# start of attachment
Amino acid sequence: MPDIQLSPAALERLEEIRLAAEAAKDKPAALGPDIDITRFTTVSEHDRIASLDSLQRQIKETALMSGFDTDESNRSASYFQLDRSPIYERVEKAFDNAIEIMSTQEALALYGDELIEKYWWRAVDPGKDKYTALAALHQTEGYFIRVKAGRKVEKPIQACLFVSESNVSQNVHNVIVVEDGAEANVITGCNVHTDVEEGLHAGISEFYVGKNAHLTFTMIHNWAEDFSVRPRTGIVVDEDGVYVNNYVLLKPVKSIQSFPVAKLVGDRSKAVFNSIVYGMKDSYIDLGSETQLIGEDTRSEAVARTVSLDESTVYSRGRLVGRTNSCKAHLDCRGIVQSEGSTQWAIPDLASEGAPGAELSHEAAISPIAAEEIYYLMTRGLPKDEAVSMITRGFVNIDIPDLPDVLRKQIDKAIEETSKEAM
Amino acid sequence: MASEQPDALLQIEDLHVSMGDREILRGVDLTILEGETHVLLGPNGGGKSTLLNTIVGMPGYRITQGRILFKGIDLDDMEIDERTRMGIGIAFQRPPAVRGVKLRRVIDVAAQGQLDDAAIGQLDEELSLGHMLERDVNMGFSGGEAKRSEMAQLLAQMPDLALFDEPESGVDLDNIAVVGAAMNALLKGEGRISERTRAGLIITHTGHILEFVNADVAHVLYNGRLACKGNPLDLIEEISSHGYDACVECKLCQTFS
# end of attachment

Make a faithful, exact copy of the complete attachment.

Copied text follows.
Amino acid sequence: MPDIQLSPAALERLEEIRLAAEAAKDKPAALGPDIDITRFTTVSEHDRIASLDSLQRQIKETALMSGFDTDESNRSASYFQLDRSPIYERVEKAFDNAIEIMSTQEALALYGDELIEKYWWRAVDPGKDKYTALAALHQTEGYFIRVKAGRKVEKPIQACLFVSESNVSQNVHNVIVVEDGAEANVITGCNVHTDVEEGLHAGISEFYVGKNAHLTFTMIHNWAEDFSVRPRTGIVVDEDGVYVNNYVLLKPVKSIQSFPVAKLVGDRSKAVFNSIVYGMKDSYIDLGSETQLIGEDTRSEAVARTVSLDESTVYSRGRLVGRTNSCKAHLDCRGIVQSEGSTQWAIPDLASEGAPGAELSHEAAISPIAAEEIYYLMTRGLPKDEAVSMITRGFVNIDIPDLPDVLRKQIDKAIEETSKEAM
Amino acid sequence: MASEQPDALLQIEDLHVSMGDREILRGVDLTILEGETHVLLGPNGGGKSTLLNTIVGMPGYRITQGRILFKGIDLDDMEIDERTRMGIGIAFQRPPAVRGVKLRRVIDVAAQGQLDDAAIGQLDEELSLGHMLERDVNMGFSGGEAKRSEMAQLLAQMPDLALFDEPESGVDLDNIAVVGAAMNALLKGEGRISERTRAGLIITHTGHILEFVNADVAHVLYNGRLACKGNPLDLIEEISSHGYDACVECKLCQTFS